How To Install Redis on Ubuntu 16.04

Updated on Nov 15th 2020

Redis is an open source in-memory key-value store known for its performance and flexibility. Redis has built-in replication and can be set up in a primary-secondary configuration. For more information read here.

I recently migrated my blog to the latest Bitnami WordPress available under AWS Lightsail. The new server happens to be Debian and these instructions worked there as well.

cat /etc/issue
Debian GNU/Linux 10 \n \l


I want to add an object cache for my php based blog on AWS LightSail and I choose Redis for this. Amazon already has ElastiCache service allowing us to create a Redis server. However, what if you just wanted to experiment with Redis or did not want to pay for an AWS Redis service, in which case you could install Redis yourself on your server.


I am assuming you are running an AWS LightSail with Ubuntu 16.04 as the base operating system and you have full root access to the server. Also, it is better to make a Snapshot of your server before you go any further. This is in case things go horribly wrong and you wish to rollback.

The suggested way of installing Redis is to compile it from source as the software has no dependency other than a GCC compiler and libc. The Redis website has a special URL that always points to the latest stable version of Redis. We will use this in our install.

Build and Test dependencies

Login to your server and prepare the server to satisfy build dependencies. We need to confirm we have software to compile and run tests for Redis. The tcl package is a requirement for us to be able to run make test

sudo apt install update
sudo apt install build-essential tcl

Make a temporary work directory and cd to it. This directory will serve as our base for compiling the software. After installation is done, you can go ahead and remove the temporary work directory. Use wget to download the software, extract it using tar and cd into the source directory.

mkdir ~/work && cd ~/work 
tar xvzf redis-stable.tar.gz
cd redis-stable

After the binaries are successfully compiled it is a good idea to run make test from the command line.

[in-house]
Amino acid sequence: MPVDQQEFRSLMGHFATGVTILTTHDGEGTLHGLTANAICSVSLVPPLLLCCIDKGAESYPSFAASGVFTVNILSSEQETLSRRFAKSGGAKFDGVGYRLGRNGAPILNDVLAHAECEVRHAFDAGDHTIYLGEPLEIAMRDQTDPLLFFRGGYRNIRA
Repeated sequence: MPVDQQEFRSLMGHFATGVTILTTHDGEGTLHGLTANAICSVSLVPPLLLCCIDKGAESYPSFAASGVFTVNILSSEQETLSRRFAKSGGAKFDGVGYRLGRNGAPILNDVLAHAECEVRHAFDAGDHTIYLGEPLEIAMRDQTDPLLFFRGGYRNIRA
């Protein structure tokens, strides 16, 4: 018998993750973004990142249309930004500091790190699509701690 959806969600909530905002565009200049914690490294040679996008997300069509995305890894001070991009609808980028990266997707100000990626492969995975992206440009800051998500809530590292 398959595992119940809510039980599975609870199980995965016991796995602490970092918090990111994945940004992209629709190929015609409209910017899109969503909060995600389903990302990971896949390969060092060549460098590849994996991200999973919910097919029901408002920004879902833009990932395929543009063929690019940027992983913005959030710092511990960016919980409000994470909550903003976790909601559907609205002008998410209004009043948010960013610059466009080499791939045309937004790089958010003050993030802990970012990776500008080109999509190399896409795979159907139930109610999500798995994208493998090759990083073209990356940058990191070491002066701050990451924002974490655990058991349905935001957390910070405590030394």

make test
make test passed

After all tests are passed you can go ahead and install the binaries by typing

sudo make install

Server Configuration

Next step is to copy the server configuration file. We will use the standard location /etc/redis/redis.conf

sudo mkdir /etc/redis 
sudo cp ~/work/redis-stable/redis.conf /etc/redis 

Use your favorite editor to edit this configuration file to make some minor edits

sudo vi /etc/redis/redis.conf

Find the working directory section and set the dir to /var/lib/redis. We will create this directory after we create the redis user.

# Note that you must specify a directory here, not a file name.
dir /var/lib/redis

Also, change supervision method to system as we will setup auto start using systemd.

# Note: these supervision methods only signal "process is ready." 
# They do not enable continuous liveness pings back to your supervisor.
supervised systemd

Next, we will create a user, group and directory for redis. Change the ownership of the directory so that redis user can write to it. Also set the permissions such that other users cannot access the files in that directory.

sudo adduser --system --group --no-create-home redis
sudo mkdir -p /var/lib/redis
sudo chown redis:redis /var/lib/redis
sudo chmod 770 /var/lib/redis

To start the service on boot we will set a systemd script. Edit the file sudo vi /etc/systemd/system/redis.service and paste the following in it.

Description=Redis Server

ExecStart=/usr/local/bin/redis-server /etc/redis/redis.conf
ExecStop=/usr/local/bin/redis-cli shutdown


Save the script and do a service reload. Enable and start the Redis Server. If you make changes to the service file you should do a daemon reload.

sudo systemctl daemon-reload
sudo systemctl enable redis.service
sudo systemctl start redis.service

To test the Redis server you can run a ping command and you should get a message back PONG if the service is running.

/etc/systemd/system# redis-cli ping

Another way to see messages related to the service is via journalctl as shown below.

journalctl | grep redis-server
redis-server[1214]: 1214:M 21 Dec 2018 18:19:14.882 # Server initialized

You should see a server initialized message.

At this point our Redis server is ready to be used. If possible, you can also boot the server to verify if the service starts up automatically.


It is a good idea to keep an eye out for newer version of packages as they may include security fixes or important updates. You can follow the same procedure listed here and update to a newer version.

Further reading


  1. Nice guide, thank you for sharing it.
    There are just a few tiny typos:

    – cp ~/work/redis-stable/redis.con /etc/redis should be cp ~/work/redis-stable/redis.conf /etc/redis
    – /etc/system/system/redis.service should be /etc/systemd/system/redis.service
    – All the systemctl commands should have sudo at the beginning, like this: “sudo systemctl daemon-reload” Otherwise you’ll get an authentication prompt.

    Thanks again for sharing this knowledge.

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